Nuka with 2 other sea otter friendsShedd employees were saddened to learn that Nuka, one of the Oceanarium’s original sea otters, died on Thursday, May 27, at the Seattle Aquarium, where she had lived since 2001. The 21-year-old northern sea otter had been part of Shedd’s quartet of Exxon Valdez oil spill survivors. Like the others, Nuka (shown in the center of this 1990 photo) was a pup when she was pulled from the fouled waters of Prince William Sound in spring of 1989 and sent to a sea otter rescue center for around-the-clock care. Tiny pups orphaned or abandoned in the aftermath of the spill could not be released back into the wild on their own, so the U.S. Fish and Wildlife Service placed them at qualified North American aquariums. Shedd’s were the first sea otters on display in the Midwest.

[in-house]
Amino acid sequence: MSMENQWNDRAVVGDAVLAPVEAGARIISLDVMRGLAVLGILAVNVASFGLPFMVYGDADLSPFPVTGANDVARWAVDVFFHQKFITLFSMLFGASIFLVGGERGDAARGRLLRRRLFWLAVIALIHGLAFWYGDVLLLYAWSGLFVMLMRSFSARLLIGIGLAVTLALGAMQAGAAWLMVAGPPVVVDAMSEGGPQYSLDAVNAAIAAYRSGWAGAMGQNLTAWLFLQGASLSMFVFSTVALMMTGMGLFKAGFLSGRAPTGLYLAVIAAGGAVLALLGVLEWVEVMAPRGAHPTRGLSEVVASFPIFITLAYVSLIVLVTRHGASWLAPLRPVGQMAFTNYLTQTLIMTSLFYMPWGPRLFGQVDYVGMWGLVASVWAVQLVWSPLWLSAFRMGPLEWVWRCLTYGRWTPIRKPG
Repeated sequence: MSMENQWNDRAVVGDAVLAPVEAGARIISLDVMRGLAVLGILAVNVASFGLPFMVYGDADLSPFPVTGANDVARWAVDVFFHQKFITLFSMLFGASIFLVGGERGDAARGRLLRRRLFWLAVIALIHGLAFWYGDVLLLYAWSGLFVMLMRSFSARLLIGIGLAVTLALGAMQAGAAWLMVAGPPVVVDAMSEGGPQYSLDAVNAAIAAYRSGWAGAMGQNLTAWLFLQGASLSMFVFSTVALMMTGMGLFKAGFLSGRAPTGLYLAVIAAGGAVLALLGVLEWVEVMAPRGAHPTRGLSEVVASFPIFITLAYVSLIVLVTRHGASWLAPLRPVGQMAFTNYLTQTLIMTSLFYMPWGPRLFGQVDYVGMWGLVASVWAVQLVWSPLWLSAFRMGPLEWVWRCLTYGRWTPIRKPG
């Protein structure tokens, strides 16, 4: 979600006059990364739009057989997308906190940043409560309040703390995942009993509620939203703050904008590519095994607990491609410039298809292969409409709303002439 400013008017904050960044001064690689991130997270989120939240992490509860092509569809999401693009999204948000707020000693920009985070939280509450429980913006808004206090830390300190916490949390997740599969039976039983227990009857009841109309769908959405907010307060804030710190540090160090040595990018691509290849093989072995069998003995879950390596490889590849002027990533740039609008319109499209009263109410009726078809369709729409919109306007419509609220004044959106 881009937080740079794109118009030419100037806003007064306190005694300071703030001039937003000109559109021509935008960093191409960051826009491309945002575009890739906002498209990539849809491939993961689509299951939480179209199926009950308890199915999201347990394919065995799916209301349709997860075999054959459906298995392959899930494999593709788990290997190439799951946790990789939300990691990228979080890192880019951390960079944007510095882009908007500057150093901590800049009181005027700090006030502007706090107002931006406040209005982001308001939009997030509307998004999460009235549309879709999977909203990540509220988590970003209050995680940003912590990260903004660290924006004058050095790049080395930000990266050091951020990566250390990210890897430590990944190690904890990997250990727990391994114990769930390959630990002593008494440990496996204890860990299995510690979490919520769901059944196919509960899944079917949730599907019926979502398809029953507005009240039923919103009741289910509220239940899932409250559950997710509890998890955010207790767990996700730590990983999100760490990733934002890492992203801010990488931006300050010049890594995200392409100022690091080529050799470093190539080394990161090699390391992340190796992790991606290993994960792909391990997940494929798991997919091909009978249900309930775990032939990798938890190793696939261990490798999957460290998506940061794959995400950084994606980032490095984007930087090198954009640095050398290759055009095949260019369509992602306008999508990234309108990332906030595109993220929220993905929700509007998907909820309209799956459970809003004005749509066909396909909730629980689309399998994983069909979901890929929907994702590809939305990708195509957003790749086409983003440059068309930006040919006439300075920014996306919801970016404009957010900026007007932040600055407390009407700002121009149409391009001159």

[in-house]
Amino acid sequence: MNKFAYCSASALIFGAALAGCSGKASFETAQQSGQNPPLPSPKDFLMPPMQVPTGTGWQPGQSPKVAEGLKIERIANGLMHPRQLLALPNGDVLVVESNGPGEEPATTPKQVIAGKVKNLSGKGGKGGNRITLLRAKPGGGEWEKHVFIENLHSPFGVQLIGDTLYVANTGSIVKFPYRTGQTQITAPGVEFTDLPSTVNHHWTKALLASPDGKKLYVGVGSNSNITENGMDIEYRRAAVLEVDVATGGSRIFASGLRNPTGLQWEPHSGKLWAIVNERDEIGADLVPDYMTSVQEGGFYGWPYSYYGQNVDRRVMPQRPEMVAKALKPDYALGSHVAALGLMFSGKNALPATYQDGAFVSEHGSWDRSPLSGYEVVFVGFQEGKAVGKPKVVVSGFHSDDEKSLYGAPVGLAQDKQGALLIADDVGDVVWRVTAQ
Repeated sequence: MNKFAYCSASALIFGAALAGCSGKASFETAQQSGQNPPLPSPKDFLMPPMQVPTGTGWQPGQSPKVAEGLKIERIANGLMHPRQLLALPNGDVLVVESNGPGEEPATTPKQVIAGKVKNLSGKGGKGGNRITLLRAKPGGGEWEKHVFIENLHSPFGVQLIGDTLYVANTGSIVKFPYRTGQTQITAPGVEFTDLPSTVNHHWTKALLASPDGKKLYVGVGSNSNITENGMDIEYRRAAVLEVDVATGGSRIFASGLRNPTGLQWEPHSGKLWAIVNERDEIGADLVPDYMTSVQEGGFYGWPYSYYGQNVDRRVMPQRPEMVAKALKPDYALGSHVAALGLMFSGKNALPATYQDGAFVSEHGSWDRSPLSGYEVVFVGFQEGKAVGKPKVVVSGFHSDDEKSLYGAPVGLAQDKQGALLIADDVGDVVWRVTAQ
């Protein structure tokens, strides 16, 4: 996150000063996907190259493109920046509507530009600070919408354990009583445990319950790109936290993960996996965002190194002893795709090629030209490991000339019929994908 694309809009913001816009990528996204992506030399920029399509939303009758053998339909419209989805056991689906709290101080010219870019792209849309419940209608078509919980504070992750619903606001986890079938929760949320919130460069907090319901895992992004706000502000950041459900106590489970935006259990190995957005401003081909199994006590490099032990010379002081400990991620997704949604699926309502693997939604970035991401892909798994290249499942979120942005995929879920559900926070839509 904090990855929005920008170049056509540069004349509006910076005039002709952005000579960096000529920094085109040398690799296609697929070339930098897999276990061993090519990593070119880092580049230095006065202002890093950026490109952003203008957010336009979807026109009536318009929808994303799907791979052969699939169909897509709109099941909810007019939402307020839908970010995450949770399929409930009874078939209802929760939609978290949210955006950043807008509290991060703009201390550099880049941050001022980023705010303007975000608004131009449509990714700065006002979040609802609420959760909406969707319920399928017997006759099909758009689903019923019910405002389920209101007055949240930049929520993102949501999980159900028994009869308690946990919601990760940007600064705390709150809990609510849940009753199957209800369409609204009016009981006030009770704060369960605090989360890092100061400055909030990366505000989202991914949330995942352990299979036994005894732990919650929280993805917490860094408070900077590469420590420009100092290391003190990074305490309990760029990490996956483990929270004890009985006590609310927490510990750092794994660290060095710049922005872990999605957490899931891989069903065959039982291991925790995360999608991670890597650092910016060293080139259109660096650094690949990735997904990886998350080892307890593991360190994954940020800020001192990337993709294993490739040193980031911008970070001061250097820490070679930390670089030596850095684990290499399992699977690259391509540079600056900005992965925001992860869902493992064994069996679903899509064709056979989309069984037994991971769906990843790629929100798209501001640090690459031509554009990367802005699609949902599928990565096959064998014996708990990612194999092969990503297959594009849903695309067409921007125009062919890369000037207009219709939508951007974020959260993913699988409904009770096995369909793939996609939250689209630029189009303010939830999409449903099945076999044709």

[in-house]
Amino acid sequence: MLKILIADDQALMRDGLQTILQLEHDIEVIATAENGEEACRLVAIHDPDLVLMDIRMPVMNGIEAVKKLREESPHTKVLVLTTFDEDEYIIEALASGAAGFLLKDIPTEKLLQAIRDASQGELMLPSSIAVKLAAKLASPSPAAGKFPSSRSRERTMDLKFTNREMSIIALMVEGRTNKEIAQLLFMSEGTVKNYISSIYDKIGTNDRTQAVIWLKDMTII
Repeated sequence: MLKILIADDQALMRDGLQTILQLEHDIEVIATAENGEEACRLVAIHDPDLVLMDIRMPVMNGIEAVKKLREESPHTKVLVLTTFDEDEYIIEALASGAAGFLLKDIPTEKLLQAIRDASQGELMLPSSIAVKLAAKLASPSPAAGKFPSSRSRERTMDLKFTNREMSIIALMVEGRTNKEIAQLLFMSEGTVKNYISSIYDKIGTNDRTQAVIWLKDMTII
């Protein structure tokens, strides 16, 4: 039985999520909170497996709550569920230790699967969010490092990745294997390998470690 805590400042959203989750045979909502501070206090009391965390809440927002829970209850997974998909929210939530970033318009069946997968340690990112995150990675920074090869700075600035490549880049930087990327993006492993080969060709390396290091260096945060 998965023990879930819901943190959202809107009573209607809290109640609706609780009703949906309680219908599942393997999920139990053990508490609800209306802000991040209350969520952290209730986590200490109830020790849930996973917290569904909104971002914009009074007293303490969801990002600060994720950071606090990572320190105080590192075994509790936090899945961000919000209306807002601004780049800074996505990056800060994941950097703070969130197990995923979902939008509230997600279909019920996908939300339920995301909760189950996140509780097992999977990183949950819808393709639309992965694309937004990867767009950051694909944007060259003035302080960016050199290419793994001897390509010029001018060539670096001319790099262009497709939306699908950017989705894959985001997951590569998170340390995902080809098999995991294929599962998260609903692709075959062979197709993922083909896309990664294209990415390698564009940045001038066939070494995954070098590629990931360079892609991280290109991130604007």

In a press release from Seattle Aquarium, officials said that Nuka, who had several health issues related to her advanced age, had been declining for several months, although she continued to interact with the aquarium’s other otters until the end. On Wednesday, however, the aquarium’s curators, mammals biologists and veterinarian discussed her worsening condition and, after also conferring with Shedd’s marine mammals staff, made the decision to humanely euthanize her. The release stated, "Nuka’s story helped to increase awareness of the impact of oil and other pollutants in our fragile marine environment. The irony is not lost that she came into this world during a catastrophic oil spill and leaves it while we are struggling to respond to another."

Only two other sea otters from the Exxon Valdez oil spill survived, including Kenai, the matriarch of Shedd’s sea otter population. While Kenai has slowed down, she is still in good health.

--Karen Furnweger, web editor